There are two kinds of original Remington Broncho Busters: lifetime and posthumous. Those cast after Remington’s death in 1909 were overseen by his widow, Eva Remington, until her death in 1918. In her will, she ordered the original models to be destroyed. Lifetime castings are widely considered superior castings compared to the posthumous. Remington was alive and his standard were high when he examined each casting before it was sold. This did not happen after his death.
The Broncho Buster was cast by two foundries: Henry Bonnard Foundry and Roman Bronze Works. Approximately 64 bronzes were cast by Bonnard. Then, after a fire at the foundry, Remington switched to Roman Bronze Works, where he cast 89 lifetime casts.
Bonnard utilized the sand casting method, and by definition all 64 castings are identical save for patina.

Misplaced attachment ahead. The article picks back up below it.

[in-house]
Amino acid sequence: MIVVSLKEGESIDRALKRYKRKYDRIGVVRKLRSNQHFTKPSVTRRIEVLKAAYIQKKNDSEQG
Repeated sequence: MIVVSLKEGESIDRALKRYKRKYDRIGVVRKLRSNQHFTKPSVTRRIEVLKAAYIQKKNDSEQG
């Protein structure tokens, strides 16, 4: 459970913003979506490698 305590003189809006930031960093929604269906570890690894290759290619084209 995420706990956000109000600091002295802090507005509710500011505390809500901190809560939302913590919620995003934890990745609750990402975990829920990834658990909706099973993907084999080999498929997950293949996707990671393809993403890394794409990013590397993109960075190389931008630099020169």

Roman Bronze Works utilized the lost wax method, which required Remington to touch up the original model worn down from repeated castings. This need to touch up the model allowed Remington to experiment with the details of the original model, most obviously seen with the position and appearance of the horse’s tail. But other details changed considerably: the horse’s main, the brim of the cowboy’s hat, etc. So when one owns a lifetime Roman Bronze Works casting the chances are very high they own a unique casting.